Paper No. 35
Presentation Time: 9:00 AM-6:00 PM
A COMPARATIVE INVESTIGATION OF METAL SORPTION USING A VARIETY OF MANGANESE OXIDE MATERIALS DERIVED FROM VARIOUS SOURCES: IMPLICATIONS FOR INDUSTRIAL MINERALOGY AND GEOTECHNOLOGY DEVELOPMENT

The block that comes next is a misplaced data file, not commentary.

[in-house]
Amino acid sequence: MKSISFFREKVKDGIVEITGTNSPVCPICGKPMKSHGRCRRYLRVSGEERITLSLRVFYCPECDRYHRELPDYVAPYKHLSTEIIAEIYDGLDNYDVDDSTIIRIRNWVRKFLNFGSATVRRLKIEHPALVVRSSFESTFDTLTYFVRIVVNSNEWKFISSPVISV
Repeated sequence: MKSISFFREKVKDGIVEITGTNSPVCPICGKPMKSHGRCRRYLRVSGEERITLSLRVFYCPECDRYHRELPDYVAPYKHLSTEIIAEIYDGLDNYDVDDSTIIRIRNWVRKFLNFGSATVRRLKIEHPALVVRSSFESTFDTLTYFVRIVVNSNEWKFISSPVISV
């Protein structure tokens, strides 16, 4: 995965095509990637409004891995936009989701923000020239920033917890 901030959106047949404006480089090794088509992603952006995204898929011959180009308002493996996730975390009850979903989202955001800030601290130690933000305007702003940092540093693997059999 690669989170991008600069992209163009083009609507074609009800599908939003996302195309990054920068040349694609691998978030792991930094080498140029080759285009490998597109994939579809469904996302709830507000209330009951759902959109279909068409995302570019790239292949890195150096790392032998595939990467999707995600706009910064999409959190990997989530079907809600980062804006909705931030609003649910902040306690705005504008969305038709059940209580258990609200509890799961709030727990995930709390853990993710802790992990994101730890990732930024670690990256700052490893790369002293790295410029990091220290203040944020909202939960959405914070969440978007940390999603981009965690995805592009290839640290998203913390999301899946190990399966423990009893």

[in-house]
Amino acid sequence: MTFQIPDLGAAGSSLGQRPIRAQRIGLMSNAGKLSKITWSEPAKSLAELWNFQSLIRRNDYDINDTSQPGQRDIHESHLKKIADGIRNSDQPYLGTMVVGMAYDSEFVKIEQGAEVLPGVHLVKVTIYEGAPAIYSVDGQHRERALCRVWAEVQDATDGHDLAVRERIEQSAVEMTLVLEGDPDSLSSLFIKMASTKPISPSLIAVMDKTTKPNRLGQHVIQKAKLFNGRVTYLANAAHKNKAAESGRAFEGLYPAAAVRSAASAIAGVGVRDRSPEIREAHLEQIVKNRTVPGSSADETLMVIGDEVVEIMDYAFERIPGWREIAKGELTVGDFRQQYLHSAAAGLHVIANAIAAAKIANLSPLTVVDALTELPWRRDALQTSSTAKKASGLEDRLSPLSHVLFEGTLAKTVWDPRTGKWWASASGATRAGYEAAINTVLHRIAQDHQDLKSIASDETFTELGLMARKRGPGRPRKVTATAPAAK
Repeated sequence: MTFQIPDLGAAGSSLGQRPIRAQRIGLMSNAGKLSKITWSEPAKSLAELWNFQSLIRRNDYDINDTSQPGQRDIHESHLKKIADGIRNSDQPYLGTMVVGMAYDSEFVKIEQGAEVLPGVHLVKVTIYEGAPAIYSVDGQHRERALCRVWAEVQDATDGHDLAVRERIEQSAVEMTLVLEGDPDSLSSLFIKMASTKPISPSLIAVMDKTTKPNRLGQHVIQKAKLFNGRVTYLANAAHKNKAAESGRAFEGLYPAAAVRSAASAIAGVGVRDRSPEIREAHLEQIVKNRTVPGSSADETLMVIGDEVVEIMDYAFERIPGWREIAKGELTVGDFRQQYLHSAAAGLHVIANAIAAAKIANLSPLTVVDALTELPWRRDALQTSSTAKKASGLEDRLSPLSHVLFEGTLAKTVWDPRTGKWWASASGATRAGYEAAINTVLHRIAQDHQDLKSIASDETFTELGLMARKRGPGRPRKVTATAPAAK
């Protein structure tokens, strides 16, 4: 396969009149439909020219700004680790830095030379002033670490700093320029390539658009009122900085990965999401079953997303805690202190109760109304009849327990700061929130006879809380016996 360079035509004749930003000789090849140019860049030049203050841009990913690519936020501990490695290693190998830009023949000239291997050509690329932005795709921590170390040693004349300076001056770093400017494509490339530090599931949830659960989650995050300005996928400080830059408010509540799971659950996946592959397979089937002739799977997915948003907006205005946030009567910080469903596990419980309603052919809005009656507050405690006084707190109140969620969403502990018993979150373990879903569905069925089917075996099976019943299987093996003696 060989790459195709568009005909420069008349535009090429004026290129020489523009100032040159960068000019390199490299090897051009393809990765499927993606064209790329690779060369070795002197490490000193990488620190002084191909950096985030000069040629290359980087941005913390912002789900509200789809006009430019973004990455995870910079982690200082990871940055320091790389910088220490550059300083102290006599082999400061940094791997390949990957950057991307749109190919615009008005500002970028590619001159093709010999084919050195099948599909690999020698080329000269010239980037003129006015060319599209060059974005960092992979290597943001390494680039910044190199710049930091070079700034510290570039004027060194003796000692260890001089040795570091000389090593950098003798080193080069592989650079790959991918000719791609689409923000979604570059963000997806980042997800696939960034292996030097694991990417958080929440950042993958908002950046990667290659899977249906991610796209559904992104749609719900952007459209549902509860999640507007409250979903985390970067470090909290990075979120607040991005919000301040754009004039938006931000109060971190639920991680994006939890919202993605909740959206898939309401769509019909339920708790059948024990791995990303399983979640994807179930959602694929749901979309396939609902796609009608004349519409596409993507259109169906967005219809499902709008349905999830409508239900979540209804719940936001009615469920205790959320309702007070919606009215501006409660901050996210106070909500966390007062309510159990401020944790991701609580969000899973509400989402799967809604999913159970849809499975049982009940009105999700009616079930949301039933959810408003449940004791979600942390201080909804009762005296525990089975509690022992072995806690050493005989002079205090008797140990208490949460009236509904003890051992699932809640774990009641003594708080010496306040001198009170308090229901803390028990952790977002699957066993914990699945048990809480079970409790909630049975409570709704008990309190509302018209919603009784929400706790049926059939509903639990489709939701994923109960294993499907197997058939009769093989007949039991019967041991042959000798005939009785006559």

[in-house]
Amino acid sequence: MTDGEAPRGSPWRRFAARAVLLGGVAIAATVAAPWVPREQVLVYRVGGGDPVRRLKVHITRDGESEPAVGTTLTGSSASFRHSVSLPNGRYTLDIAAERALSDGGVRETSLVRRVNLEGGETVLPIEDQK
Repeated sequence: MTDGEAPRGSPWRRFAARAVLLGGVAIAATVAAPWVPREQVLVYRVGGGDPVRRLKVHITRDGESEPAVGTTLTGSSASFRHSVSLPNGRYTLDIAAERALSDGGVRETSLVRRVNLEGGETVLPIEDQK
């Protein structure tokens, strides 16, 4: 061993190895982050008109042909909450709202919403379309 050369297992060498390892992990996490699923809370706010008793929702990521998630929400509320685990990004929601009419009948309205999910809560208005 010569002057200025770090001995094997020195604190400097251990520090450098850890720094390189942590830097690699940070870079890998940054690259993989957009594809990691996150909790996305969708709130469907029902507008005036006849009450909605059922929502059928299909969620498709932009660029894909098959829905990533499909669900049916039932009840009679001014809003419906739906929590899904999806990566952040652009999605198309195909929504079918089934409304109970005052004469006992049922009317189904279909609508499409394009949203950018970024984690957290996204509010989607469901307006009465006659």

Manganese oxides are naturally occurring minerals in soils and aquatic sediments. They have also been developed for use as applied materials derived from stock and recycled industrial waste sources. How natural, synthetic, and industrial waste-derived manganese oxide materials differ in their ability to adsorb metals from aqueous environments is poorly understood. Batch and column studies were used to measure the metal adsorption capacity of several manganese oxide materials. Specifically, the adsorption capacities of electrolytic manganese oxide (EMD) and cryptomelane (synthetic and battery waste- derived) were measured for cobalt, cerium, and lead. EMD is a synthetic, commercially available form of MnO2 commonly used in disposable alkaline batteries; its composition is dominated by ramsdellite. Cryptomelane is a potassium manganese oxide that is a 2x2 octahedral molecular sieve structure that is common in near earth surface environments and can be readily synthesized for numerous environmental applications. The metals concentrations in aqueous solutions were measured using Inductively Coupled Plasma - Optical Emission Spectrometry (ICP-OES). The data from the batch studies indicates that when used as solid-phase redox reagent in aqueous solutions containing the metals lead, cobalt, and cerium, Mn-oxides adsorb the metals at adsorption capacities ranging from 2 to >50 mg metal / g MnO2-based material. Synthetic cryptomelane outperformed other Mn-oxide materials in adsorption studies using all three metals. EMD showed adsorption capacities up to 50 mg/ g (lead) while battery waste- derived cryptomelane showed capacities of ~16 mg metal/ g (cerium and lead). The column studies, in combination with breakthrough models, gave information regarding the rate at which adsorption occurs in the various MnO2-based materials. The significance of these results is we can determine which features of Mn-oxides gives rise to higher adsorption capacities and we can determine the extent and at what rate the metals can be up-taken by the minerals. This information can be applied to environmental purposes such as pollution prevention (waste battery to value- added materials), water and waste water treatment processes, and soil remediation.